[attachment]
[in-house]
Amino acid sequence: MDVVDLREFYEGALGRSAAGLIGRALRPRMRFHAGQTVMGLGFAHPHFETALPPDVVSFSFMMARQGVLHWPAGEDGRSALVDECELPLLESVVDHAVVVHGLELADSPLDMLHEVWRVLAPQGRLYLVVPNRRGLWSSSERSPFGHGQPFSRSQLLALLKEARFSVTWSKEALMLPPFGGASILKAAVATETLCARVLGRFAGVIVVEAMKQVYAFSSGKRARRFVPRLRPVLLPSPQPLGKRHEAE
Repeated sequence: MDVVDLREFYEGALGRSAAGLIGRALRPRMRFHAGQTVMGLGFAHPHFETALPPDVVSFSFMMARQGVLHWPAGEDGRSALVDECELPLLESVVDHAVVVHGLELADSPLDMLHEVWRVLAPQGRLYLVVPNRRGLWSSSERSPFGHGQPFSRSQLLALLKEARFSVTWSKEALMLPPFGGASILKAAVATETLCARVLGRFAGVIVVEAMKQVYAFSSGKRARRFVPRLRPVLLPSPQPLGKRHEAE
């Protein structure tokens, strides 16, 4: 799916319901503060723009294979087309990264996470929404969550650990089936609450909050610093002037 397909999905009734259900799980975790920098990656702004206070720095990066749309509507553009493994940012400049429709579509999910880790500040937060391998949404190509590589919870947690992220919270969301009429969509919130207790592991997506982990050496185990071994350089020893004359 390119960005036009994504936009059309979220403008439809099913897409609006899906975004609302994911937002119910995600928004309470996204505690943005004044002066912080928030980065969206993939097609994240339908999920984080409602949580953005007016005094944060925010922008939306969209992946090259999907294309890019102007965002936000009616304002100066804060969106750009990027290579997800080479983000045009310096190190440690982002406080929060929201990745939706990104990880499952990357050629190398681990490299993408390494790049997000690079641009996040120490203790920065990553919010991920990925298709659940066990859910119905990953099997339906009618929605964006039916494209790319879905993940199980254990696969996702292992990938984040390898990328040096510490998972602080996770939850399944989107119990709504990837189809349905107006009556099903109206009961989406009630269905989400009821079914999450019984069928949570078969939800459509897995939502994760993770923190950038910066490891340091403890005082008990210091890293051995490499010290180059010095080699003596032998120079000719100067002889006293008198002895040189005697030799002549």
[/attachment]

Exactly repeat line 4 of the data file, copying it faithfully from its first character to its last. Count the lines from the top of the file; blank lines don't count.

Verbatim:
């Protein structure tokens, strides 16, 4: 799916319901503060723009294979087309990264996470929404969550650990089936609450909050610093002037 397909999905009734259900799980975790920098990656702004206070720095990066749309509507553009493994940012400049429709579509999910880790500040937060391998949404190509590589919870947690992220919270969301009429969509919130207790592991997506982990050496185990071994350089020893004359 390119960005036009994504936009059309979220403008439809099913897409609006899906975004609302994911937002119910995600928004309470996204505690943005004044002066912080928030980065969206993939097609994240339908999920984080409602949580953005007016005094944060925010922008939306969209992946090259999907294309890019102007965002936000009616304002100066804060969106750009990027290579997800080479983000045009310096190190440690982002406080929060929201990745939706990104990880499952990357050629190398681990490299993408390494790049997000690079641009996040120490203790920065990553919010991920990925298709659940066990859910119905990953099997339906009618929605964006039916494209790319879905993940199980254990696969996702292992990938984040390898990328040096510490998972602080996770939850399944989107119990709504990837189809349905107006009556099903109206009961989406009630269905989400009821079914999450019984069928949570078969939800459509897995939502994760993770923190950038910066490891340091403890005082008990210091890293051995490499010290180059010095080699003596032998120079000719100067002889006293008198002895040189005697030799002549």